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China regulators take control of Anbang Insurance for one year

China’s insurance regulator said it is assuming management of Anbang after the indictment of the company’s chairman on charges of economic crimes.
(Mark Schiefelbein/Associated Press)

China’s government is taking over Anbang Insurance Group Co., owner of New York’s famed Waldorf Astoria, and will prosecute founder Wu Xiaohui, cementing the downfall of a politically connected deal-maker whose aggressive global expansion came to symbolize the financial overreach of China’s debt-laden conglomerates.

Regulators announced they would take over Anbang for a year, remove Wu and charge him with “economic crimes.” Wu, who was the company’s chairman, was detained by authorities in June.

Under Wu, Anbang came to epitomize the voracious Chinese appetite for overseas acquisitions that saw trophy assets snapped up around the world — sometimes at prices that left observers scratching their heads. The full cost of that headlong spree started becoming clear last year as Chinese authorities, alarmed by mounting financial risks, slammed the brakes on Anbang and peers such as HNA Group.

Wu’s links to the Chinese political elite became fodder for media scrutiny as his ambitions grew, with acquisitions including San Francisco’s Westin St. Francis and insurers in Korea and the Netherlands. Wu established ties with the family of reform leader Deng Xiaoping after marrying Deng’s granddaughter Zhuo Ran.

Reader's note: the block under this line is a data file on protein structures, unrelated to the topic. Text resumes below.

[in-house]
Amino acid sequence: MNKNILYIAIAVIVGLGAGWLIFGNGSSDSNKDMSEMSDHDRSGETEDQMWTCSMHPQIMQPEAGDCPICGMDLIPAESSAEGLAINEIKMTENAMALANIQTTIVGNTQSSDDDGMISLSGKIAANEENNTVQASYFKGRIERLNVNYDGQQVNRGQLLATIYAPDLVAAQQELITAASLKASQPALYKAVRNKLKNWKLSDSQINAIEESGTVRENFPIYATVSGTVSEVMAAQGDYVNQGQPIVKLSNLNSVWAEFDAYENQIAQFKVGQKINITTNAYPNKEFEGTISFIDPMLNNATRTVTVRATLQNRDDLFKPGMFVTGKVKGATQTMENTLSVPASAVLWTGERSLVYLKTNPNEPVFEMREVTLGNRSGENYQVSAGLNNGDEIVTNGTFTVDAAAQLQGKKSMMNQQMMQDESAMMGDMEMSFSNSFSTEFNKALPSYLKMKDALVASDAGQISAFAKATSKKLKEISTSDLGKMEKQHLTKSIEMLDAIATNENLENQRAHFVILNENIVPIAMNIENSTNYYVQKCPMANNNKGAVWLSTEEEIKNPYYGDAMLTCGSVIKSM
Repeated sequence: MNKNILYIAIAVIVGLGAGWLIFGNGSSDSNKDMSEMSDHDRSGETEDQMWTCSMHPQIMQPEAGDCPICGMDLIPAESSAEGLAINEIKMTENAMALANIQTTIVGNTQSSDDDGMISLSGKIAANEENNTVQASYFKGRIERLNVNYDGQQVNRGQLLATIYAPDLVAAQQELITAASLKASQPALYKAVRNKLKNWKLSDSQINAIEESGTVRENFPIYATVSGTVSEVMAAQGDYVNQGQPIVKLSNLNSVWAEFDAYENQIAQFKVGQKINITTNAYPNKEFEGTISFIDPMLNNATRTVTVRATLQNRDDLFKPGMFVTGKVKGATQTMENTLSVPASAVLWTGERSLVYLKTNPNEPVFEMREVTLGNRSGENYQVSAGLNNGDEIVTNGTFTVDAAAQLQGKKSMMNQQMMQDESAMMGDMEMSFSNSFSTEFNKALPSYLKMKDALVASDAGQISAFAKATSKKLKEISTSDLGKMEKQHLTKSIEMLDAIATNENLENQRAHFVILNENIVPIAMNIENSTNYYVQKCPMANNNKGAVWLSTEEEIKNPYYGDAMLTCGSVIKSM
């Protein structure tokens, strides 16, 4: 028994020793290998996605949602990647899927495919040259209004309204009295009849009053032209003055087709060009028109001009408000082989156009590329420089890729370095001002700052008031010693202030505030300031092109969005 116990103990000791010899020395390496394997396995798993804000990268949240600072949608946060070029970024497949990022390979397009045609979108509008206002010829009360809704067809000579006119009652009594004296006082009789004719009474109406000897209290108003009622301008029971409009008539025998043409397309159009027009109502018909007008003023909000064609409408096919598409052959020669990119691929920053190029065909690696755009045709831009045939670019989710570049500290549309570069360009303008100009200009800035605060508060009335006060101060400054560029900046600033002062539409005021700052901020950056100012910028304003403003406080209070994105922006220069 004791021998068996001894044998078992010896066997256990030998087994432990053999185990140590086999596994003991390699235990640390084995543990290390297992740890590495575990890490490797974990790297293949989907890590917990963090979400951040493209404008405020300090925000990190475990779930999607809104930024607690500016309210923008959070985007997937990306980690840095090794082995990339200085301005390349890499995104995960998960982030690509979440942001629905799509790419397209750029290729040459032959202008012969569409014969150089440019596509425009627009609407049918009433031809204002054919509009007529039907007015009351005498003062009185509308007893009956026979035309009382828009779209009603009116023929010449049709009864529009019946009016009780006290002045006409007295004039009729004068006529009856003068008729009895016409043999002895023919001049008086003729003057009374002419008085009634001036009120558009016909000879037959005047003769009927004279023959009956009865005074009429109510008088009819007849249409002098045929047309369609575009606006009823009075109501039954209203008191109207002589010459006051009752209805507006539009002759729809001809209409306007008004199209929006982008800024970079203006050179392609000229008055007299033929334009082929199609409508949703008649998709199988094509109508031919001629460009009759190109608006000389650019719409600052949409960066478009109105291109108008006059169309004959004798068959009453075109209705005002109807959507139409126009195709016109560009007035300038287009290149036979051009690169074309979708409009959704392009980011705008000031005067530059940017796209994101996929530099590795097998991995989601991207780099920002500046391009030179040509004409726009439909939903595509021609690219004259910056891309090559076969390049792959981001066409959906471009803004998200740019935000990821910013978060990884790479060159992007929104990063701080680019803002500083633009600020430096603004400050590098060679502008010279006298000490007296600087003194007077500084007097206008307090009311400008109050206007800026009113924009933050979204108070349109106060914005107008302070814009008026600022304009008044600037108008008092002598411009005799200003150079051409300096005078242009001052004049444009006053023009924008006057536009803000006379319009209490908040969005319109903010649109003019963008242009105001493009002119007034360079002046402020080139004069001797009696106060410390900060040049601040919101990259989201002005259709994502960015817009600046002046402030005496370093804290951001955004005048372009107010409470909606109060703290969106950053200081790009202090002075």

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A team led by the China Insurance Regulatory Commission, along with members from the central bank, banking, securities and foreign-exchange regulators, is taking over the company starting Feb. 23, according to the statement Friday, which added that Anbang’s external liabilities won’t be affected and the insurer’s business will continue.

Illegal operations at Anbang may “seriously endanger” the company’s solvency, prompting the government to take control, regulators said.

“Regulators want to solve Anbang’s problems without triggering systemic risks,” said Zhou Hao, an economist at Commerzbank in Singapore. “After weighing pros and cons, it’s the best way.”

The Beijing company’s operations remain “stable,” the statement said. China will introduce private capital to restructure Anbang, which will remain private, the China Insurance Regulatory Commission said.

President Xi Jinping and his top economic deputies have vowed to make controlling financial risks their priority, a pledge renewed at the Communist Party’s twice-a-decade leadership congress last year. China’s insurance regulator, along with the main banking watchdog, have announced a flurry of rules since last year to contain financial risks in the system.

Anbang has almost 2 trillion yuan ($316 billion) in assets and owns businesses spanning life and non-life insurance, asset management, financial leasing and banking, according to its website.


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